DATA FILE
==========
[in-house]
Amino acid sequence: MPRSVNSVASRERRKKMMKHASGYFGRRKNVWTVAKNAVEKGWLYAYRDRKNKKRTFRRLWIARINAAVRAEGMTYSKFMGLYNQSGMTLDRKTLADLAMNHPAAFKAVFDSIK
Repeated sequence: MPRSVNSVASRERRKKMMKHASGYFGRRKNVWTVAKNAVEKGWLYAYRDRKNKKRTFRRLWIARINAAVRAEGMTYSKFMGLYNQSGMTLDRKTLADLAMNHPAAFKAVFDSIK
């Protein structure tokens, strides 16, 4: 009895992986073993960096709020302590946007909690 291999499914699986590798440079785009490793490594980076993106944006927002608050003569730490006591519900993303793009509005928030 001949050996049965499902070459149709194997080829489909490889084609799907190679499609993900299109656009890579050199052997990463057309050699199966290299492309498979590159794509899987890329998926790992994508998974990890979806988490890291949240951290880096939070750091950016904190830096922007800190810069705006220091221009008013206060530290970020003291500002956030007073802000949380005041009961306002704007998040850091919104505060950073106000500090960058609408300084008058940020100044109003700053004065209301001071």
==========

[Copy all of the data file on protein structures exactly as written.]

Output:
[in-house]
Amino acid sequence: MPRSVNSVASRERRKKMMKHASGYFGRRKNVWTVAKNAVEKGWLYAYRDRKNKKRTFRRLWIARINAAVRAEGMTYSKFMGLYNQSGMTLDRKTLADLAMNHPAAFKAVFDSIK
Repeated sequence: MPRSVNSVASRERRKKMMKHASGYFGRRKNVWTVAKNAVEKGWLYAYRDRKNKKRTFRRLWIARINAAVRAEGMTYSKFMGLYNQSGMTLDRKTLADLAMNHPAAFKAVFDSIK
């Protein structure tokens, strides 16, 4: 009895992986073993960096709020302590946007909690 291999499914699986590798440079785009490793490594980076993106944006927002608050003569730490006591519900993303793009509005928030 001949050996049965499902070459149709194997080829489909490889084609799907190679499609993900299109656009890579050199052997990463057309050699199966290299492309498979590159794509899987890329998926790992994508998974990890979806988490890291949240951290880096939070750091950016904190830096922007800190810069705006220091221009008013206060530290970020003291500002956030007073802000949380005041009961306002704007998040850091919104505060950073106000500090960058609408300084008058940020100044109003700053004065209301001071």